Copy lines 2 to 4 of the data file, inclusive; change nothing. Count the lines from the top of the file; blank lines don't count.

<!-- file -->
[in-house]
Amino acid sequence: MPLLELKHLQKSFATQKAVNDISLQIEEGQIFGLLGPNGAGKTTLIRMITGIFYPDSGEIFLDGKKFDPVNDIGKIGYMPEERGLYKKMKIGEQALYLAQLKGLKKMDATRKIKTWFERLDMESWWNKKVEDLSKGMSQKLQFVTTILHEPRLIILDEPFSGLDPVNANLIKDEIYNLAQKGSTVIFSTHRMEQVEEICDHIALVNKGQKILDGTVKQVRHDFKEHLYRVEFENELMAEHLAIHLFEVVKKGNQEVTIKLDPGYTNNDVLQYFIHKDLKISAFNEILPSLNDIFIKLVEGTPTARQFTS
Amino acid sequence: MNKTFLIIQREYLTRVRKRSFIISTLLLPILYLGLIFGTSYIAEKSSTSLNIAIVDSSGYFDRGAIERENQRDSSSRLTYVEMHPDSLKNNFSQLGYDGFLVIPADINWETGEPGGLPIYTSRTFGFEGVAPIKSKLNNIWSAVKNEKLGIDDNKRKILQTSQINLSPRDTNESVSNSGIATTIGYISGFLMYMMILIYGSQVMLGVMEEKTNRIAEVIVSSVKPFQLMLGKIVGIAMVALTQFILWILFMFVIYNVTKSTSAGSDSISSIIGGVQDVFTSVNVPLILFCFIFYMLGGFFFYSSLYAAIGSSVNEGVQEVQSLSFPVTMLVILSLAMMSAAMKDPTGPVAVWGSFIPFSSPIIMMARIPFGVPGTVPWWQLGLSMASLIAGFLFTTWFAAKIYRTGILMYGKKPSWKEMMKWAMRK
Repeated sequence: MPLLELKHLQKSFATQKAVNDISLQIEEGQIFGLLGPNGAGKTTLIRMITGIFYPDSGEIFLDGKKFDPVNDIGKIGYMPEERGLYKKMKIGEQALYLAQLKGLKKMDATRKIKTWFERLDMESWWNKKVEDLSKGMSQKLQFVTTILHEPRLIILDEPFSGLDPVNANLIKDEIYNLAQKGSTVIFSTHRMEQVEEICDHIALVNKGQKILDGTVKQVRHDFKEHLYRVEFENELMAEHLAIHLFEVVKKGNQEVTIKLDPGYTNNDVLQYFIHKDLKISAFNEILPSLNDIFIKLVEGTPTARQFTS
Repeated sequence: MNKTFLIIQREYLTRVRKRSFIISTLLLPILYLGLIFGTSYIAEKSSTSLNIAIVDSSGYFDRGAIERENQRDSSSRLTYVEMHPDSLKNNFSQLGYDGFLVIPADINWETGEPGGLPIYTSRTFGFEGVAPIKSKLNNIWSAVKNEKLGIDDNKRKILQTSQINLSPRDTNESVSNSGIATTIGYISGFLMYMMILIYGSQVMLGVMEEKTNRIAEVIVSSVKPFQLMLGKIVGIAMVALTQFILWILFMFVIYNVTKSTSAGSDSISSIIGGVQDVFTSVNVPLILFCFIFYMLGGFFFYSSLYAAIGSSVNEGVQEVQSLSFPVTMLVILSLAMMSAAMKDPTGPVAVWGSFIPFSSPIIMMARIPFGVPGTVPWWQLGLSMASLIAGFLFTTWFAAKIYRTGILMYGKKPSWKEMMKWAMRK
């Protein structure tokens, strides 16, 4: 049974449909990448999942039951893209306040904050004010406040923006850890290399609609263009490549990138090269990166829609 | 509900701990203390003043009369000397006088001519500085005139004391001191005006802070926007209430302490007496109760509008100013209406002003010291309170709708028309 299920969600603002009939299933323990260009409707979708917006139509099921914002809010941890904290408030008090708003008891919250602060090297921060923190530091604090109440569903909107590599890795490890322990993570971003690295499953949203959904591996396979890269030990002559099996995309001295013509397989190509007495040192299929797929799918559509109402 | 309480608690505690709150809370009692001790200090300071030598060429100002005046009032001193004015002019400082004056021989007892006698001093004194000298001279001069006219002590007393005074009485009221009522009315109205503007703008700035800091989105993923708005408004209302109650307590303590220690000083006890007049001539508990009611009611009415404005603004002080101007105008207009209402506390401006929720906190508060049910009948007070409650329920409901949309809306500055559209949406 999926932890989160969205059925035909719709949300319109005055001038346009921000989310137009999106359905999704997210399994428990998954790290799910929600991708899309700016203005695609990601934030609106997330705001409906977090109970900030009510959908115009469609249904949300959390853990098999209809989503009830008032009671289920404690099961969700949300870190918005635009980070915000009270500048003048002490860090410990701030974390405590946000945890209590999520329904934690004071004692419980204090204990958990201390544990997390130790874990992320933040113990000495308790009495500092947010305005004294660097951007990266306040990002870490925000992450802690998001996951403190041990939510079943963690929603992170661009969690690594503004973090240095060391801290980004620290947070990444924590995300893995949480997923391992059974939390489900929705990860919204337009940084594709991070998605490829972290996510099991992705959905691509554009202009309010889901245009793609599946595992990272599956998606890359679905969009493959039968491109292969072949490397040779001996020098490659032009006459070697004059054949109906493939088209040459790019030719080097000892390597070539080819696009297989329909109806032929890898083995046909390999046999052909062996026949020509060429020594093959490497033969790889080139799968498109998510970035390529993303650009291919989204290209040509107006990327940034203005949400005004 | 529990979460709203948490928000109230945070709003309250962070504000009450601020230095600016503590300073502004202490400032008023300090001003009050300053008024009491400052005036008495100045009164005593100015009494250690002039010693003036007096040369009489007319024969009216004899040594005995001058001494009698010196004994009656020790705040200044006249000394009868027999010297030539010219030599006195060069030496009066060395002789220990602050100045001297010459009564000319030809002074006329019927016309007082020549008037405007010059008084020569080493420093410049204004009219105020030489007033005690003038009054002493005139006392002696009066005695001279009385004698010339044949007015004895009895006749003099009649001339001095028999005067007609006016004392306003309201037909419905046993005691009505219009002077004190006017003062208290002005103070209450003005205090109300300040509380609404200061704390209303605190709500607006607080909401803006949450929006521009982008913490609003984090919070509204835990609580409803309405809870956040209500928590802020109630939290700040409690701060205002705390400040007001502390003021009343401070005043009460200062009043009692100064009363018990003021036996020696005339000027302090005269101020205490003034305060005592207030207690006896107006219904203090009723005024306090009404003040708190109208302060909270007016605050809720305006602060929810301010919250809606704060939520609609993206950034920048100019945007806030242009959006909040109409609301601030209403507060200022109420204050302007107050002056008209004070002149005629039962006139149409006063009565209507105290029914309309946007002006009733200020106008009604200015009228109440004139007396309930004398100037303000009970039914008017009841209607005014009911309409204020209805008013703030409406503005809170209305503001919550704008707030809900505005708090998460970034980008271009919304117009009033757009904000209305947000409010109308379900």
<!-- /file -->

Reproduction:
Amino acid sequence: MPLLELKHLQKSFATQKAVNDISLQIEEGQIFGLLGPNGAGKTTLIRMITGIFYPDSGEIFLDGKKFDPVNDIGKIGYMPEERGLYKKMKIGEQALYLAQLKGLKKMDATRKIKTWFERLDMESWWNKKVEDLSKGMSQKLQFVTTILHEPRLIILDEPFSGLDPVNANLIKDEIYNLAQKGSTVIFSTHRMEQVEEICDHIALVNKGQKILDGTVKQVRHDFKEHLYRVEFENELMAEHLAIHLFEVVKKGNQEVTIKLDPGYTNNDVLQYFIHKDLKISAFNEILPSLNDIFIKLVEGTPTARQFTS
Amino acid sequence: MNKTFLIIQREYLTRVRKRSFIISTLLLPILYLGLIFGTSYIAEKSSTSLNIAIVDSSGYFDRGAIERENQRDSSSRLTYVEMHPDSLKNNFSQLGYDGFLVIPADINWETGEPGGLPIYTSRTFGFEGVAPIKSKLNNIWSAVKNEKLGIDDNKRKILQTSQINLSPRDTNESVSNSGIATTIGYISGFLMYMMILIYGSQVMLGVMEEKTNRIAEVIVSSVKPFQLMLGKIVGIAMVALTQFILWILFMFVIYNVTKSTSAGSDSISSIIGGVQDVFTSVNVPLILFCFIFYMLGGFFFYSSLYAAIGSSVNEGVQEVQSLSFPVTMLVILSLAMMSAAMKDPTGPVAVWGSFIPFSSPIIMMARIPFGVPGTVPWWQLGLSMASLIAGFLFTTWFAAKIYRTGILMYGKKPSWKEMMKWAMRK
Repeated sequence: MPLLELKHLQKSFATQKAVNDISLQIEEGQIFGLLGPNGAGKTTLIRMITGIFYPDSGEIFLDGKKFDPVNDIGKIGYMPEERGLYKKMKIGEQALYLAQLKGLKKMDATRKIKTWFERLDMESWWNKKVEDLSKGMSQKLQFVTTILHEPRLIILDEPFSGLDPVNANLIKDEIYNLAQKGSTVIFSTHRMEQVEEICDHIALVNKGQKILDGTVKQVRHDFKEHLYRVEFENELMAEHLAIHLFEVVKKGNQEVTIKLDPGYTNNDVLQYFIHKDLKISAFNEILPSLNDIFIKLVEGTPTARQFTS